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Ace Combat 7: Skies Unknown Review – Into the Wild Blue Yonder

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If there’s one genre of game that is woefully underrepresented, it’s aerial combat. The feeling of flying through the air, taking out foes while barely dodging their attacks, is a feeling that far too few gamers have had the chance to experience. Though this might just change in 2019. One of the biggest flight series has finally returned with the release of Ace Combat 7. With the last entry being released in 2014 on the PS3, does this game have enough quality in its gameplay to drag players back into the skies?

Let’s discuss the setting. The story of Ace Combat 7 is surprisingly compelling. The story is told through multiple viewpoints with a few storylines going on at the same time. Seeing these storylines and characters interact is interesting and you really get to understand the characters and their motivations. Ace Combat 7 takes place as the Kingdom of Erusia launches unmanned drones at the Osean Federation, breaking a peace treaty that has been standing for ten years. You play as a pilot codenamed “Trigger” and fly on the side of Osea, taking out drones and learning the ropes. Early on in the campaign, you’re accused of a heinous crime and sent to Osea’s Spare Squadron, a military unit comprised entirely of convicts and criminals.

"The story of Ace Combat 7 is surprisingly compelling."

Although the story starts out a little slow in the beginning, with a lot of military jargon and dry dialogue over mission briefings, it picks up dramatically once you’re sent off to the Spare Squadron. Interesting characters are introduced and more personal drama is present in this arc of the game. The series is known for their engaging storylines but it is still pretty impressive that a title about flying planes for the military is accessible to even those players who don’t know the difference between a B-52 and a C-18.

Graphics are decisively good-looking. Planes all have care put into their details and all of them have their own animations for actions like turning or breaking. Environments are a little less detailed with a bit of pop-in at times. However, this isn’t too much of an issue since you’ll be flying by so fast. Weather is rendered pretty well and you’ll even collect droplets of rain or condensation from time to time. Sound design is also on point, with the contained roar of the engine humming away in the background as you launch missile after missile at your target until that satisfying explosion.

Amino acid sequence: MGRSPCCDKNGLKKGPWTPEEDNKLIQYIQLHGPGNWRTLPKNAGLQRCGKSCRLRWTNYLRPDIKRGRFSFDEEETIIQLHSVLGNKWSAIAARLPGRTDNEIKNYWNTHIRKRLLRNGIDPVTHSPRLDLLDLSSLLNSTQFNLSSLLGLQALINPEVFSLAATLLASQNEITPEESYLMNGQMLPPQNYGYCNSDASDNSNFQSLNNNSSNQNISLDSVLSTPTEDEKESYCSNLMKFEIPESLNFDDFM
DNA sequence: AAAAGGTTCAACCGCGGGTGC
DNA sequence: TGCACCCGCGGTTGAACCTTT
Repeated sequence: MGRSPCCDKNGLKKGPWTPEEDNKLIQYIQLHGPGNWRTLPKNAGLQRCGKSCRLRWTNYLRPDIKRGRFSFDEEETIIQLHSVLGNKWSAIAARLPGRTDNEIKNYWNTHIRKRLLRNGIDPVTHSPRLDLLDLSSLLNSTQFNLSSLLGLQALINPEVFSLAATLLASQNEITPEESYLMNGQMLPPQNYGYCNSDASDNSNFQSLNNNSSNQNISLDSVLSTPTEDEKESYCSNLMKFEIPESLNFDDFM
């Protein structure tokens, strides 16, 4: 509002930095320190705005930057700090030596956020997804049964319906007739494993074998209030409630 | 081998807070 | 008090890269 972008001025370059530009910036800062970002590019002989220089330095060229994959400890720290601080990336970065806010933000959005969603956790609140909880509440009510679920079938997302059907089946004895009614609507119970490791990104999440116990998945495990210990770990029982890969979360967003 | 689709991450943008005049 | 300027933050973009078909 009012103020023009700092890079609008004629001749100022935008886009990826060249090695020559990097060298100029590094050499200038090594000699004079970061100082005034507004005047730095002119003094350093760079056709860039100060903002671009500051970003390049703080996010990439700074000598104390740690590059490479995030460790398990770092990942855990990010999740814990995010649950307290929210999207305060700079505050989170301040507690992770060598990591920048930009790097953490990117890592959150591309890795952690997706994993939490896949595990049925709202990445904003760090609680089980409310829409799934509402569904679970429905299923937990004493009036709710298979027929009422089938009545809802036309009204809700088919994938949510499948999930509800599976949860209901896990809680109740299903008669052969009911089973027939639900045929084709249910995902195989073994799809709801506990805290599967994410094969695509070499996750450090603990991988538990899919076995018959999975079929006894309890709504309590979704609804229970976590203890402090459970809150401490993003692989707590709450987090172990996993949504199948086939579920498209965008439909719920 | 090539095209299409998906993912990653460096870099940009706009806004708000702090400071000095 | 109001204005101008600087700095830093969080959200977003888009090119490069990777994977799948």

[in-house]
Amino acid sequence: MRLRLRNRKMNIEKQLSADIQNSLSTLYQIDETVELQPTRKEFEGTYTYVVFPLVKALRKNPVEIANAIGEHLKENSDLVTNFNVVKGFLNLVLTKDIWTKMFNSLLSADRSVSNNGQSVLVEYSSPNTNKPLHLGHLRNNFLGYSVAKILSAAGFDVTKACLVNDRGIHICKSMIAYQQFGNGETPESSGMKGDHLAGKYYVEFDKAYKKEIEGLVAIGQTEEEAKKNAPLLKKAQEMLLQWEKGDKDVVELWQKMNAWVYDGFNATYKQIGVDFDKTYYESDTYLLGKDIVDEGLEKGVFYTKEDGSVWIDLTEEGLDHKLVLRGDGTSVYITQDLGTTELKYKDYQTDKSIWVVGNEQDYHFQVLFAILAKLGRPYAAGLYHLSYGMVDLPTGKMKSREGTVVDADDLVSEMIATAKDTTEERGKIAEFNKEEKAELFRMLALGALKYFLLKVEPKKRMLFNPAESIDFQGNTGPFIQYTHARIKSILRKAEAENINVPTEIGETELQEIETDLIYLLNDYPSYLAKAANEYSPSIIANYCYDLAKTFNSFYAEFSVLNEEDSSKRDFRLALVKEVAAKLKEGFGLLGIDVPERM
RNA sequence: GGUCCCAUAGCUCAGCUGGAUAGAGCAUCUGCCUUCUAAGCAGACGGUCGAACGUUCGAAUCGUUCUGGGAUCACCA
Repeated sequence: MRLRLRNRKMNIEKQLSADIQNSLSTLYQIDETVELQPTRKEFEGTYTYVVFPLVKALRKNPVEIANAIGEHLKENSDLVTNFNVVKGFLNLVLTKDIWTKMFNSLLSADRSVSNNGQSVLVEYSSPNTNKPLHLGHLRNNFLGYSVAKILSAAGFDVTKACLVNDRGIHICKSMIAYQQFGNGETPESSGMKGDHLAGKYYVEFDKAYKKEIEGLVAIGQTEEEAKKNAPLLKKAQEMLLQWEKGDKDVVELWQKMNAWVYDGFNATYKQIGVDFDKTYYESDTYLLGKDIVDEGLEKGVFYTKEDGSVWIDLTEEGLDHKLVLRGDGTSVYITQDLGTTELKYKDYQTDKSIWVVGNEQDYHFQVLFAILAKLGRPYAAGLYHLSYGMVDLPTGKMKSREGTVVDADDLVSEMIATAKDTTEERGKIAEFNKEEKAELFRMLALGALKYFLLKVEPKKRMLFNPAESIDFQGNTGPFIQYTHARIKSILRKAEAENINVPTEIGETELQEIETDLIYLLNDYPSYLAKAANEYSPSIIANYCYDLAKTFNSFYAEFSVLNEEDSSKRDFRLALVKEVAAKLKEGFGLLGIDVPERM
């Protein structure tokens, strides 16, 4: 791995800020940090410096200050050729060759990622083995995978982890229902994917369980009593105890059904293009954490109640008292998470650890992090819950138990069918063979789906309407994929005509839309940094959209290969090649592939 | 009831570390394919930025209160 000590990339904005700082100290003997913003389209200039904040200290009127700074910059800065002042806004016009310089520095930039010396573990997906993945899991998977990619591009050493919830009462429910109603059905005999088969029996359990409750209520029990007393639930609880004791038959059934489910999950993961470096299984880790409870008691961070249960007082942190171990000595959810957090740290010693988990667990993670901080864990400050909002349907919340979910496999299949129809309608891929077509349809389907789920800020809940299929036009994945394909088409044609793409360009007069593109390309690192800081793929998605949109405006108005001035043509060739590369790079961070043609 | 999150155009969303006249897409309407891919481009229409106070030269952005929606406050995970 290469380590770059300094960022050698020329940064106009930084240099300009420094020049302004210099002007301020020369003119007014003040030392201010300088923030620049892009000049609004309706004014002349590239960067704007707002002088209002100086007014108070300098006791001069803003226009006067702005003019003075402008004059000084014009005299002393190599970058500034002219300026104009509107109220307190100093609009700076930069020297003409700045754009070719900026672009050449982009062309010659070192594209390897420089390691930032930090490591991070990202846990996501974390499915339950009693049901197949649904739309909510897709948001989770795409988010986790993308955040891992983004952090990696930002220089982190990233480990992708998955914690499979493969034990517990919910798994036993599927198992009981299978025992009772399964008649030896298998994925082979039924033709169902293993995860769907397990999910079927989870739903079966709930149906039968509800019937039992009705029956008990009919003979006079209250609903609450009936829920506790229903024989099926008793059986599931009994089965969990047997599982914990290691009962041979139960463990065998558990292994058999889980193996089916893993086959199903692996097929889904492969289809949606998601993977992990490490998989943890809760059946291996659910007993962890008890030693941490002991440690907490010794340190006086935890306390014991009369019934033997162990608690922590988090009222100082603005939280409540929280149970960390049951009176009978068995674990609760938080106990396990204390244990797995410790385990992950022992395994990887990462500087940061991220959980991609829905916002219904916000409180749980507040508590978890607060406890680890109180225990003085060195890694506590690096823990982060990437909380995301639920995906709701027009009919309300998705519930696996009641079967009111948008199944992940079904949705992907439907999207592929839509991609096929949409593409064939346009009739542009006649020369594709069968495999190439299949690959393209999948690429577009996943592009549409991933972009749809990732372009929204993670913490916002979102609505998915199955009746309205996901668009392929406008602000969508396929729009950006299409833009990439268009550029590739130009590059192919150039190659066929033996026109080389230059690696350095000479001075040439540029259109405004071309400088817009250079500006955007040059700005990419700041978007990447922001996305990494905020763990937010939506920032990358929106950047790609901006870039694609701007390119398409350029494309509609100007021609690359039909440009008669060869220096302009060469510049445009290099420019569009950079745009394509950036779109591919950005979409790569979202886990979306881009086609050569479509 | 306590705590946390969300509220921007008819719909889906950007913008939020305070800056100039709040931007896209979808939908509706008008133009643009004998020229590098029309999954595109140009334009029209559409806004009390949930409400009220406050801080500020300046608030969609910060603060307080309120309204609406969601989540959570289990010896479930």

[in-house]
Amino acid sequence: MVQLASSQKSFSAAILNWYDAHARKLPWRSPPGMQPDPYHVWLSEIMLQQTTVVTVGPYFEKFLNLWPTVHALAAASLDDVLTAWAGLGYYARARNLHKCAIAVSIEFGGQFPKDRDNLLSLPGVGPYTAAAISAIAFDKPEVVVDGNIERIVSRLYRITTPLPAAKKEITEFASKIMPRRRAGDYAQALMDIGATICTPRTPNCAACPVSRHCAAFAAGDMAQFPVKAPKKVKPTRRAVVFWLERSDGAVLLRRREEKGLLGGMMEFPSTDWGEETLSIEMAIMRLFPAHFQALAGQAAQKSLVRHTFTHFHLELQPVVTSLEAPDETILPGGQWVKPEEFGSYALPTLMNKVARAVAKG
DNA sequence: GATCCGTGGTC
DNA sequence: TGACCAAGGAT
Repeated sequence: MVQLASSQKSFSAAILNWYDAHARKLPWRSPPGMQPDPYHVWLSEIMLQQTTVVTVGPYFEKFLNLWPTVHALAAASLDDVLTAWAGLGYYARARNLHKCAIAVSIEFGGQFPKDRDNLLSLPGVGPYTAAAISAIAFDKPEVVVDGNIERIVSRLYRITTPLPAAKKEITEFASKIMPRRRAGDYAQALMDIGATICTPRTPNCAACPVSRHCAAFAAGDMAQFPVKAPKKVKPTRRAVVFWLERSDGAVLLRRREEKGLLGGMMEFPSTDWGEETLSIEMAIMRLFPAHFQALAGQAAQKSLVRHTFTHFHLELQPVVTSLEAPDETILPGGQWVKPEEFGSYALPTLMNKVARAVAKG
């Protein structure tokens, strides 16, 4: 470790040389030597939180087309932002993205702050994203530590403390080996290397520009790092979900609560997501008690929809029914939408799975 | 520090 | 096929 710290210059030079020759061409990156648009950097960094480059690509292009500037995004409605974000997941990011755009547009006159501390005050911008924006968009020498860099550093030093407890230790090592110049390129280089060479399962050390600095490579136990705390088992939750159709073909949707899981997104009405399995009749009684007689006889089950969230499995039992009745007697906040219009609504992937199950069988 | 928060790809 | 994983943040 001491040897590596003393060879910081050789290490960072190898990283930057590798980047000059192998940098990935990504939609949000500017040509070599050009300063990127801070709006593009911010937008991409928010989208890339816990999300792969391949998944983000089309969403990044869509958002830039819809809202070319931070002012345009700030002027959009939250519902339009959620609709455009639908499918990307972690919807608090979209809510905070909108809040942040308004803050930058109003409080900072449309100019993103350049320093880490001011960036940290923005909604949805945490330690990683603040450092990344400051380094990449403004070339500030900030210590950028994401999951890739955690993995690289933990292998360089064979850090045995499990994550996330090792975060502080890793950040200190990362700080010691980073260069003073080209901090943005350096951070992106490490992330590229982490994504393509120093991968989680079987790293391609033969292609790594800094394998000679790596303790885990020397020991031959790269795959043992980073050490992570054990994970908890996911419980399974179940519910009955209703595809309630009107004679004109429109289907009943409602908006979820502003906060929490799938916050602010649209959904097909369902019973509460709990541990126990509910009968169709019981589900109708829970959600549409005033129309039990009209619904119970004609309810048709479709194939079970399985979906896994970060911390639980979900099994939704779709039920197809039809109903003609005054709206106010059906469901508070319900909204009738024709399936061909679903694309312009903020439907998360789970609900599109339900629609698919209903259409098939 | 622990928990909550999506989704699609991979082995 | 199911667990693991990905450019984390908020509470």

Soaring into the deep blue sky feels great. The controls are accessible to any level of player and using weapons and switching targets is seamless. There are two control schemes for players to enjoy, with the easier option streamlining manoeuvrability into a more arcade-like experience. For players who want more of a challenge, there’s also the advanced option that gives you far more control over your craft’s manoeuvring but requires knowledge of your plane’s yaw, pitch, and roll. Ultimately, there’s options for anyone to enjoy this game. And if you’re familiar with the series, you’ll feel right at home in this iteration.

"Graphics are decisively good-looking. Planes all have care put into their details and all of them have their own animations for actions like turning or breaking. "

You have a wide selection of aircraft at your disposal in Ace Combat 7. Through a tree unlock system, you’ll gather planes, new weaponry, and upgraded parts for your machines. You can assign your planes a number of special weapons along with your missiles, ranging from machine guns to multi-target missiles. You also use the upgraded parts to increase the power of your weapons, make your plane more durable, or even more interesting things like preventing icing over.